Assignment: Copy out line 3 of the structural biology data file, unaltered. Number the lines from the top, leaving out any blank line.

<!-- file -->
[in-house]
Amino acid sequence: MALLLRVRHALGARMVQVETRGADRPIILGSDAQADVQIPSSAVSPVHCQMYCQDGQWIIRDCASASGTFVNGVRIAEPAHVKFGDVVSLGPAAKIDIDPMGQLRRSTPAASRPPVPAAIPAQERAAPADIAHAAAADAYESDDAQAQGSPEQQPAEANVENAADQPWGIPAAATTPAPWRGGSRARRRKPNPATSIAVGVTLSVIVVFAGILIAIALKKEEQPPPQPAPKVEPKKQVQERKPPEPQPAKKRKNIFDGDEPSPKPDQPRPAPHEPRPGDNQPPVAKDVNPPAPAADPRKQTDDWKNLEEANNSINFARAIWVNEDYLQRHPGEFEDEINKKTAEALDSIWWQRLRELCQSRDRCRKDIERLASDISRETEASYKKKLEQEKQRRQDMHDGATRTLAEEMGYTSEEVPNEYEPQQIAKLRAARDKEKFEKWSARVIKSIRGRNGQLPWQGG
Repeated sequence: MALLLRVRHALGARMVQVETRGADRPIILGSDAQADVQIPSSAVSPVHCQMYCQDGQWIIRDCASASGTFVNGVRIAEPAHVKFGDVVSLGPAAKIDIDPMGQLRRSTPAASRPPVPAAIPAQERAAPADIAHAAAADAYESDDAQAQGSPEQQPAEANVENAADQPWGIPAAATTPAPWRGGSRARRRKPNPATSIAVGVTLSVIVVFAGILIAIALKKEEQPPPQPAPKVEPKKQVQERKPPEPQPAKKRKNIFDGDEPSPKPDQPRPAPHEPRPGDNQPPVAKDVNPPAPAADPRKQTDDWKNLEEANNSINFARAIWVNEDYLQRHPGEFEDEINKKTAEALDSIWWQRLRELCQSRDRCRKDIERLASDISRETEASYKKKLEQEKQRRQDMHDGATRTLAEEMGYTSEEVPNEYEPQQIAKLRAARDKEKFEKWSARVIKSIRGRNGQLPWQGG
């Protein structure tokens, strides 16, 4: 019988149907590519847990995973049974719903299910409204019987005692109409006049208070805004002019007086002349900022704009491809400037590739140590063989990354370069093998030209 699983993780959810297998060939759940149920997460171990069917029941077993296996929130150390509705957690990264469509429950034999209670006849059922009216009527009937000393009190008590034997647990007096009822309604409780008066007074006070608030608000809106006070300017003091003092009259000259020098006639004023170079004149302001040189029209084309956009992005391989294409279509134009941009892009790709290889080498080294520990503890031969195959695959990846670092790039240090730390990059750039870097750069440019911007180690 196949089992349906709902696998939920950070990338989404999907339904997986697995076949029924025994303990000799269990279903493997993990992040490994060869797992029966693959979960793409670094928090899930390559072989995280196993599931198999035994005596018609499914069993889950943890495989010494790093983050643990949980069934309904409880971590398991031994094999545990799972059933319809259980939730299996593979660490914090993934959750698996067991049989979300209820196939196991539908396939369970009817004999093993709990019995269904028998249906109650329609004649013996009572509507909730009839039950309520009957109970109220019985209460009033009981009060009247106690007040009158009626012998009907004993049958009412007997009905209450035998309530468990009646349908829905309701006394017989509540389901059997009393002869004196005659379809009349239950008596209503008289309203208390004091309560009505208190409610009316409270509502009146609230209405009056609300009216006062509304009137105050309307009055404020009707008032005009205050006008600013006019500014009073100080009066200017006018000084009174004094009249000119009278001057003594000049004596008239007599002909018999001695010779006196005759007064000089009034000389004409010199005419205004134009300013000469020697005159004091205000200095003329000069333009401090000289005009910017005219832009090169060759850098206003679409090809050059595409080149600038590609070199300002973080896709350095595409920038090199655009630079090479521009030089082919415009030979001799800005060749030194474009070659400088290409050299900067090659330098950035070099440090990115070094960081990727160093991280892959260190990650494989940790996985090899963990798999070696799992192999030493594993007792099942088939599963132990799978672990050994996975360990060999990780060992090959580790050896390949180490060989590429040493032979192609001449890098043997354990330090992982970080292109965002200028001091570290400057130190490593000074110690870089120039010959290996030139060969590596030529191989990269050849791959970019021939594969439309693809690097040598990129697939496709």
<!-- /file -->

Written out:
Repeated sequence: MALLLRVRHALGARMVQVETRGADRPIILGSDAQADVQIPSSAVSPVHCQMYCQDGQWIIRDCASASGTFVNGVRIAEPAHVKFGDVVSLGPAAKIDIDPMGQLRRSTPAASRPPVPAAIPAQERAAPADIAHAAAADAYESDDAQAQGSPEQQPAEANVENAADQPWGIPAAATTPAPWRGGSRARRRKPNPATSIAVGVTLSVIVVFAGILIAIALKKEEQPPPQPAPKVEPKKQVQERKPPEPQPAKKRKNIFDGDEPSPKPDQPRPAPHEPRPGDNQPPVAKDVNPPAPAADPRKQTDDWKNLEEANNSINFARAIWVNEDYLQRHPGEFEDEINKKTAEALDSIWWQRLRELCQSRDRCRKDIERLASDISRETEASYKKKLEQEKQRRQDMHDGATRTLAEEMGYTSEEVPNEYEPQQIAKLRAARDKEKFEKWSARVIKSIRGRNGQLPWQGG